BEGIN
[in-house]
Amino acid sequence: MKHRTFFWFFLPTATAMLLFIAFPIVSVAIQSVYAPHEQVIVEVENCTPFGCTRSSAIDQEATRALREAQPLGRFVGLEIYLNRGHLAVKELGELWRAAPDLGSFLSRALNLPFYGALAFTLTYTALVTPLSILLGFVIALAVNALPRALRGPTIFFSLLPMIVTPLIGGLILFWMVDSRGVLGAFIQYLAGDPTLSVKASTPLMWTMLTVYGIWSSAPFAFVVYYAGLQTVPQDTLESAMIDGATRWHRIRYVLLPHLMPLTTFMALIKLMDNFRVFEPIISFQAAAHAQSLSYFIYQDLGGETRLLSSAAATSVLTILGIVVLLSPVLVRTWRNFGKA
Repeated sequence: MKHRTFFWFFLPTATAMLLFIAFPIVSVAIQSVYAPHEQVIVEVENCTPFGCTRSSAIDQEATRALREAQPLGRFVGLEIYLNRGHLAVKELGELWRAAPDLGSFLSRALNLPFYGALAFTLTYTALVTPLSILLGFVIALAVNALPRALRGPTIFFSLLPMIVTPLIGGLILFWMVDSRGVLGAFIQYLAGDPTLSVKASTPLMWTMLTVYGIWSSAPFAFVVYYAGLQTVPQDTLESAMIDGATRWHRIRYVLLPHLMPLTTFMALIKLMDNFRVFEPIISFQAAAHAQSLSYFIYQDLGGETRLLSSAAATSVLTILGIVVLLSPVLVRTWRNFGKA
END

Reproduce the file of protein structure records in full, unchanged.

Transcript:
[in-house]
Amino acid sequence: MKHRTFFWFFLPTATAMLLFIAFPIVSVAIQSVYAPHEQVIVEVENCTPFGCTRSSAIDQEATRALREAQPLGRFVGLEIYLNRGHLAVKELGELWRAAPDLGSFLSRALNLPFYGALAFTLTYTALVTPLSILLGFVIALAVNALPRALRGPTIFFSLLPMIVTPLIGGLILFWMVDSRGVLGAFIQYLAGDPTLSVKASTPLMWTMLTVYGIWSSAPFAFVVYYAGLQTVPQDTLESAMIDGATRWHRIRYVLLPHLMPLTTFMALIKLMDNFRVFEPIISFQAAAHAQSLSYFIYQDLGGETRLLSSAAATSVLTILGIVVLLSPVLVRTWRNFGKA
Repeated sequence: MKHRTFFWFFLPTATAMLLFIAFPIVSVAIQSVYAPHEQVIVEVENCTPFGCTRSSAIDQEATRALREAQPLGRFVGLEIYLNRGHLAVKELGELWRAAPDLGSFLSRALNLPFYGALAFTLTYTALVTPLSILLGFVIALAVNALPRALRGPTIFFSLLPMIVTPLIGGLILFWMVDSRGVLGAFIQYLAGDPTLSVKASTPLMWTMLTVYGIWSSAPFAFVVYYAGLQTVPQDTLESAMIDGATRWHRIRYVLLPHLMPLTTFMALIKLMDNFRVFEPIISFQAAAHAQSLSYFIYQDLGGETRLLSSAAATSVLTILGIVVLLSPVLVRTWRNFGKA